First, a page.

Jennie A. Pineda
One of my favorite Bible stories is when Jesus fed thousands of people. There are a number of fascinating moments in this often-used children’s story. For instance, what Jesus was sharing was so remarkable that people would stick around in spite of the most basic logistical consideration being unresolved: how they will be fed. Then there was a sound thing. Jesus was speaking to such a large crowd without any sort of electronic amplification. Most preachers today not only want good audio support, they also have preferences as to what kind of microphone to use: lapel, over the ear, handheld, etc. Jesus spoke, and people could just hear him. Finally, this boy is inserted into the story. There are several things to point out even though he is only mentioned as a “boy with loaves and fish.” I wonder what the boy’s day started off like. Did he plan to be a significant character of an amazing story that would be shared for thousands of years? What instructions did his mother offer to position him to be ready to be helpful to the Teacher? We don’t know. All we know is that a need presented itself and this boy was available. Being available allowed God to shape his journey, multiply his gift and bless thousands of people! Ale Pineda found her way into my Andrews story because she made herself available to impact this community. In this recent Hispanic Heritage Month, she stepped up, filled in the gaps and persisted to ensure a meaningful experience that inspired others. She used her gifts, and God used her to shape our narrative and multiply the blessings to this campus community. I invite you to read Ale's story at andrews.edu/stories. Thank you, Ale, for allowing your story to be woven into our story by sharing your gifts.
Most people assume that distance education students are, well, studying at a distance, removed from campus by thousands of miles. Tanya Thomas is testimony to the fact that distance education students can be close by, members of our campus community.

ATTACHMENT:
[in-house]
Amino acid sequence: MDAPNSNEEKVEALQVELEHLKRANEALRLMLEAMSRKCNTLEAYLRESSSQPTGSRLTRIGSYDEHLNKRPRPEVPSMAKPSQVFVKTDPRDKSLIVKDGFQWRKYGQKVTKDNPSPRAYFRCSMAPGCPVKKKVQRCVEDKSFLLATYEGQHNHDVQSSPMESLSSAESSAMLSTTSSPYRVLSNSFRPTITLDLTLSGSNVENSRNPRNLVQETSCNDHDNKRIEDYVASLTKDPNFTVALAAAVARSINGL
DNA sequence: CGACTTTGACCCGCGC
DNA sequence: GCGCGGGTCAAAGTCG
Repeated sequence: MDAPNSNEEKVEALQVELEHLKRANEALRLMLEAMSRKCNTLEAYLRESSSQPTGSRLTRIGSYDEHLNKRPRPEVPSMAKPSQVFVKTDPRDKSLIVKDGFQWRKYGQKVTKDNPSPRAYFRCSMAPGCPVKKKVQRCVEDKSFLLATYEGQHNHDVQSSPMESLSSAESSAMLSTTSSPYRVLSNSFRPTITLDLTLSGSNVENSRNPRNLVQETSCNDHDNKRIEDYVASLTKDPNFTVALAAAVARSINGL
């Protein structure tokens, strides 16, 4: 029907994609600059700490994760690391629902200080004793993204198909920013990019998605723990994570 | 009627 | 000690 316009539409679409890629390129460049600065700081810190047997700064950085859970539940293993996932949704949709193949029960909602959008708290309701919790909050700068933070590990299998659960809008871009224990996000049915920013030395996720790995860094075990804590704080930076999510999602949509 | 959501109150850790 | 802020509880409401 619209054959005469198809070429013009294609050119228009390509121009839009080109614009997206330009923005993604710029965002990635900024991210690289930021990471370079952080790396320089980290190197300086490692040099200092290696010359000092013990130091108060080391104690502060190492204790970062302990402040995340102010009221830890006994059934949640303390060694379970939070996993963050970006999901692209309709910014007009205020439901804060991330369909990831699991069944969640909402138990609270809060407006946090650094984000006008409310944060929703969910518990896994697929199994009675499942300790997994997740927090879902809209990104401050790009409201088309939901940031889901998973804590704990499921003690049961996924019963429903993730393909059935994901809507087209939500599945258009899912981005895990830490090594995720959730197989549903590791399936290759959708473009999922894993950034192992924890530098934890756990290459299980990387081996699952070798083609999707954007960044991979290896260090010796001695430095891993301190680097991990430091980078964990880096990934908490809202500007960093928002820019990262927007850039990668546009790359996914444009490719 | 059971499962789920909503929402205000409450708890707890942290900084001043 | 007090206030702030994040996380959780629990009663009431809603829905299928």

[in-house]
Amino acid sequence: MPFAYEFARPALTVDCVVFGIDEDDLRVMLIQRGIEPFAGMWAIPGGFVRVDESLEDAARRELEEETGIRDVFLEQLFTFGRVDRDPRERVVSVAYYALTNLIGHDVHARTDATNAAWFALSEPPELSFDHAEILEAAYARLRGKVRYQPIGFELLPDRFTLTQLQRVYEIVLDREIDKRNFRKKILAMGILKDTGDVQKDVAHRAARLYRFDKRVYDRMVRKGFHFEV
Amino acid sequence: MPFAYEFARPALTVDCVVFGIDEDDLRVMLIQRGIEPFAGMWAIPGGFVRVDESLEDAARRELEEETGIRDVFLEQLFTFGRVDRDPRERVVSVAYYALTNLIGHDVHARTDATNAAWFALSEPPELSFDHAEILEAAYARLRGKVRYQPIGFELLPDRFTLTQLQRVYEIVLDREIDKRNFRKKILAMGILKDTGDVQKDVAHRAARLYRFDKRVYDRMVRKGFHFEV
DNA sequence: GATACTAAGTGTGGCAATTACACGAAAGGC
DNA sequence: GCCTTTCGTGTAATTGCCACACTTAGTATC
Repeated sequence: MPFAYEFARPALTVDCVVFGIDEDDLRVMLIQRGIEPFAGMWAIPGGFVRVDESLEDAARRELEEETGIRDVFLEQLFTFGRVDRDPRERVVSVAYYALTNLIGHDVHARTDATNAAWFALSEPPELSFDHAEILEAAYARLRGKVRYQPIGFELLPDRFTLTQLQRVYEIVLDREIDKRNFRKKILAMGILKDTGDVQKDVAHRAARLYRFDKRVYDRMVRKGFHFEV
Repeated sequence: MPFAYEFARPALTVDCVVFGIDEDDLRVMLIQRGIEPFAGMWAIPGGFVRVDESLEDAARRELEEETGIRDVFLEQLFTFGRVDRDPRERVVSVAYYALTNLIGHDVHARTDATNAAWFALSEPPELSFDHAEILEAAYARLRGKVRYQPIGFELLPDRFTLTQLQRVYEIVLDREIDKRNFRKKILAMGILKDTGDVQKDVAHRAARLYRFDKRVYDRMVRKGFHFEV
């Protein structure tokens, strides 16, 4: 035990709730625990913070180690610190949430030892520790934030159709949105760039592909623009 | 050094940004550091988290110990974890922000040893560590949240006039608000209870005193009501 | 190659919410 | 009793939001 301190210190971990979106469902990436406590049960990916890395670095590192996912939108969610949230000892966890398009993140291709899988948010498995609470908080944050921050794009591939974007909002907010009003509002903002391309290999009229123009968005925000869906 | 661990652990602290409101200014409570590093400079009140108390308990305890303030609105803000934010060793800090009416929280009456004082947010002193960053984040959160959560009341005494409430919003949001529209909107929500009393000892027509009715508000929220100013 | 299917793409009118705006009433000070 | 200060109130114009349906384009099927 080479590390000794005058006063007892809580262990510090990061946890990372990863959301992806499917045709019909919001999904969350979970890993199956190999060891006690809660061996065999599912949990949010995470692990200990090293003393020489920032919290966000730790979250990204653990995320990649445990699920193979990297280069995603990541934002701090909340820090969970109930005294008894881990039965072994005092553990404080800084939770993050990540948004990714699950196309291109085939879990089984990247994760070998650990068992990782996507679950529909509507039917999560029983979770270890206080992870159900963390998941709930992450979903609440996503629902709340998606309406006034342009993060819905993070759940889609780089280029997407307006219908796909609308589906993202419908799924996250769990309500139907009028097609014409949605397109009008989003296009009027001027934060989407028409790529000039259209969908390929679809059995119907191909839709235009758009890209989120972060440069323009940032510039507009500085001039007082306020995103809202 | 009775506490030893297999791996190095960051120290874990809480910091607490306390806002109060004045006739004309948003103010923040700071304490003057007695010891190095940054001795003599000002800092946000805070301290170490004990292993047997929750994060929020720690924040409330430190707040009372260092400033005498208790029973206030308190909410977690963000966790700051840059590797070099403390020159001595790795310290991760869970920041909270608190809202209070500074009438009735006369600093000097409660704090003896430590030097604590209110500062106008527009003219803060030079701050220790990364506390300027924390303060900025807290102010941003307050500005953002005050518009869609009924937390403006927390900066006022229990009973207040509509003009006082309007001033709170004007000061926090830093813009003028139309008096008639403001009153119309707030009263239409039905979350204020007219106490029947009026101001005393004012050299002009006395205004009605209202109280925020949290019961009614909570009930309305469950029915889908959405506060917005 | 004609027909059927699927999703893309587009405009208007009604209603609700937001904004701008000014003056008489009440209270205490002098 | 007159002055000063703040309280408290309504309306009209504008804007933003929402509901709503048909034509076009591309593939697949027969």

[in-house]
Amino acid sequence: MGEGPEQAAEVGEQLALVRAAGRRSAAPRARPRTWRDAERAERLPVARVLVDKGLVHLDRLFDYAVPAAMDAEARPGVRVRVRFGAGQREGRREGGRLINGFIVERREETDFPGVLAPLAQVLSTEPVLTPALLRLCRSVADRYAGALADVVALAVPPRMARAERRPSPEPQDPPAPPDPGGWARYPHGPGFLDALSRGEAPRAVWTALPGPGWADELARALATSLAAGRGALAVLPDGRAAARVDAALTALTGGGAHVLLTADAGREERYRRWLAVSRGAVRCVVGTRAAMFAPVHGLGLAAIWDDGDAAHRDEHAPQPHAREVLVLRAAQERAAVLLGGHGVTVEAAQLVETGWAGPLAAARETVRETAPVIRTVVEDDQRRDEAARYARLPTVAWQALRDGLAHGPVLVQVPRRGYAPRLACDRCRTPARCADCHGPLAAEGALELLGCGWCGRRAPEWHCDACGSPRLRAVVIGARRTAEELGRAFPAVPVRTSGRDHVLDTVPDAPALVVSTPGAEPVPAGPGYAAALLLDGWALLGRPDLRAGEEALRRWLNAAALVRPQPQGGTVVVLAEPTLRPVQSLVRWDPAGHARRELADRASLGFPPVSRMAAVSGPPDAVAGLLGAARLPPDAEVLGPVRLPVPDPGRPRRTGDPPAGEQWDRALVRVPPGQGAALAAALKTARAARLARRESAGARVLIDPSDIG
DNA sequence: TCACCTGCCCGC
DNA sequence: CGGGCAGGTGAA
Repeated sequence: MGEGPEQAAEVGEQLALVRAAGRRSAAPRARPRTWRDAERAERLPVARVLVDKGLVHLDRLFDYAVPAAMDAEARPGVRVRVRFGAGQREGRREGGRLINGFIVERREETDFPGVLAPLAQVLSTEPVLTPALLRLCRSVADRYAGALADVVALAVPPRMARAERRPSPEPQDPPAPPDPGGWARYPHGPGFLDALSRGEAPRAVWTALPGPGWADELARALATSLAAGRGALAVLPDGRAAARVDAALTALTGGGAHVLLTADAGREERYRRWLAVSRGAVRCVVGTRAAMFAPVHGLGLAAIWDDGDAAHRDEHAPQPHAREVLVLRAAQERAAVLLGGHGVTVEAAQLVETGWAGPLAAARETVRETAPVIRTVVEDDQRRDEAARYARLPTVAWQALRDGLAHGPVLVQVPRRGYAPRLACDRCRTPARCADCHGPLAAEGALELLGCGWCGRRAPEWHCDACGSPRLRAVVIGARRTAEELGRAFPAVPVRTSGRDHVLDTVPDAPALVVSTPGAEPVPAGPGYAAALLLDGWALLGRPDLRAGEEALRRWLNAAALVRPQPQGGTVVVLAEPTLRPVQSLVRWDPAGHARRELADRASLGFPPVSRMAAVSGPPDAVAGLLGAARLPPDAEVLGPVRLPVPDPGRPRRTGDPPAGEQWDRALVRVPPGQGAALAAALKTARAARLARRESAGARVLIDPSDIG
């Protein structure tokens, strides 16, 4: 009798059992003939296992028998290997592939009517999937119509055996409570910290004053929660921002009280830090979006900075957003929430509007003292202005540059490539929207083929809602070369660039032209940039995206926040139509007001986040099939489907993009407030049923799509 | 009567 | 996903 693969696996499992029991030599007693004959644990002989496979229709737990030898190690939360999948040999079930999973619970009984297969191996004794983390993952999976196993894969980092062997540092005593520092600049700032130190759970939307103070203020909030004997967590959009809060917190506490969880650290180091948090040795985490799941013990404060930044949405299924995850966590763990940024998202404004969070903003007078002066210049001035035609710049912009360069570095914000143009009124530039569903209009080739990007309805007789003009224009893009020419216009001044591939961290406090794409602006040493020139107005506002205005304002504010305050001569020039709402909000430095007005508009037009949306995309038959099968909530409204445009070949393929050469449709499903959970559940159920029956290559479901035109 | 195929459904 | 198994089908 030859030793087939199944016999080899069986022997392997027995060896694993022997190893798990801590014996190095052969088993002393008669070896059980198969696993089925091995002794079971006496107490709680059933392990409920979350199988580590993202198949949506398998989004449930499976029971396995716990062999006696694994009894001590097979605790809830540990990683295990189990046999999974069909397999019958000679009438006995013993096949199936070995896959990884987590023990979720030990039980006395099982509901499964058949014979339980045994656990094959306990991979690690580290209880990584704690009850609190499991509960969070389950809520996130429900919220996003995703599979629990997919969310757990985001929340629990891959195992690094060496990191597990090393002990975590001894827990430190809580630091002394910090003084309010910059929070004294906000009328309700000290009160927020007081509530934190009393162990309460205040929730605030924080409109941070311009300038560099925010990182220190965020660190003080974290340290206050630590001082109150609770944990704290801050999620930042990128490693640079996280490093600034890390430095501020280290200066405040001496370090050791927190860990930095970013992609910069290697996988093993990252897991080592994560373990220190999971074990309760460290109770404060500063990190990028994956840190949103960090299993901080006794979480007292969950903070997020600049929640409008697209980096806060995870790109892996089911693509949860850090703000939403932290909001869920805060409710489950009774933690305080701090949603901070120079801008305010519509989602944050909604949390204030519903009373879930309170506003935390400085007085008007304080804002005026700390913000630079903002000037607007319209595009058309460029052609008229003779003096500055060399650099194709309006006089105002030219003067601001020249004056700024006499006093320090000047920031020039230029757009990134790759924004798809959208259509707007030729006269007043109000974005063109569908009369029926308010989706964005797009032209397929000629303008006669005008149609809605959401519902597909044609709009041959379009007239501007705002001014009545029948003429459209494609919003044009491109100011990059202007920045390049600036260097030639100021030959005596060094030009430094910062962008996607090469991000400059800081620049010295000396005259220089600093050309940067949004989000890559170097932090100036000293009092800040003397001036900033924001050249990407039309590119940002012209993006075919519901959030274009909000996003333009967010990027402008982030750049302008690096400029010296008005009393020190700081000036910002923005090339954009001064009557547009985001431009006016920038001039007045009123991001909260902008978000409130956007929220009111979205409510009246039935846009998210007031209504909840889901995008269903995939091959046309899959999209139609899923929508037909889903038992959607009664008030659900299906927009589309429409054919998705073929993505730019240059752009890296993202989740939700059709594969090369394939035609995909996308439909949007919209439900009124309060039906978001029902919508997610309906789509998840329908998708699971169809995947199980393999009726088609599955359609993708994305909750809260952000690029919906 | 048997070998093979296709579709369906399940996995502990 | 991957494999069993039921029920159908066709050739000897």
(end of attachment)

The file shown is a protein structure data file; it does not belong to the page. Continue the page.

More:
Tanya is an online student working to complete an AS in general business with a Certificate in ministry (Christian discipleship) and a BA in religion. She also serves as administrative assistant to the chair of the Department of Public Health, Nutrition & Wellness, is one of the founding ambassadors for the Share Your Andrews Heart initiative, and has been helping to teach children’s Sabbath School at Pioneer Memorial Church.
While Tanya may study her online courses here in Berrien Springs, she shares two of the most important traits of most successful online students no matter where they are located—persistence and a firm belief in a better future. When Tanya shares her story, her words are infused with the spirit of the apostle Paul and built upon the firm belief that she can do all things through the Savior who strengthens her. God has provided her with strength to face the challenges of being a single parent. He has provided her with the skills to manage responsibilities at work, and He provides encouragement as she works on improving her education. Tanya knows who is the source of her strength and the promise of her future. I invite you to read Tanya’s story in Stories of Andrews at andrews.edu/stories and be inspired by the evidence of God working in her life.